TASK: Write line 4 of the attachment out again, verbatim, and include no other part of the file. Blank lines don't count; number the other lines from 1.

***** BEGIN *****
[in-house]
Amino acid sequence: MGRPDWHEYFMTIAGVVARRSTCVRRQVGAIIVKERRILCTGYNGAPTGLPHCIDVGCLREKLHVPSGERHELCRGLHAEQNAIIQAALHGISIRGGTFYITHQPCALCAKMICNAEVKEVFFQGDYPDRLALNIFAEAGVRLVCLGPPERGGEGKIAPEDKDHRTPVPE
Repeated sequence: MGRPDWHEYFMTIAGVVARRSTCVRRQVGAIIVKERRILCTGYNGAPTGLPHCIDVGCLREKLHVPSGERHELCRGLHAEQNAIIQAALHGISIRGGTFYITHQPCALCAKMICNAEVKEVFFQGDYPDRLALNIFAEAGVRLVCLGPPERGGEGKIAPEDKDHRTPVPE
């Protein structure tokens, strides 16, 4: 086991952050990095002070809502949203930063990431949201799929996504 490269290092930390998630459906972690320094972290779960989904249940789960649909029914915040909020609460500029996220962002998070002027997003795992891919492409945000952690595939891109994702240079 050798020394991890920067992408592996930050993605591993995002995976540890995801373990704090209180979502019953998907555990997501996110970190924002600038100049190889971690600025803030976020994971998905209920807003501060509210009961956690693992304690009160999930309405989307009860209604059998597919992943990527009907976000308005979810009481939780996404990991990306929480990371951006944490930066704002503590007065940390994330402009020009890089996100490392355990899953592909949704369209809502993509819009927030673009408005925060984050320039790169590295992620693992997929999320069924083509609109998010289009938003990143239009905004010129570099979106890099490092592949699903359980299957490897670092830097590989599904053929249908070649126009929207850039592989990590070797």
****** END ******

């Protein structure tokens, strides 16, 4: 086991952050990095002070809502949203930063990431949201799929996504 490269290092930390998630459906972690320094972290779960989904249940789960649909029914915040909020609460500029996220962002998070002027997003795992891919492409945000952690595939891109994702240079 050798020394991890920067992408592996930050993605591993995002995976540890995801373990704090209180979502019953998907555990997501996110970190924002600038100049190889971690600025803030976020994971998905209920807003501060509210009961956690693992304690009160999930309405989307009860209604059998597919992943990527009907976000308005979810009481939780996404990991990306929480990371951006944490930066704002503590007065940390994330402009020009890089996100490392355990899953592909949704369209809502993509819009927030673009408005925060984050320039790169590295992620693992997929999320069924083509609109998010289009938003990143239009905004010129570099979106890099490092592949699903359980299957490897670092830097590989599904053929249908070649126009929207850039592989990590070797």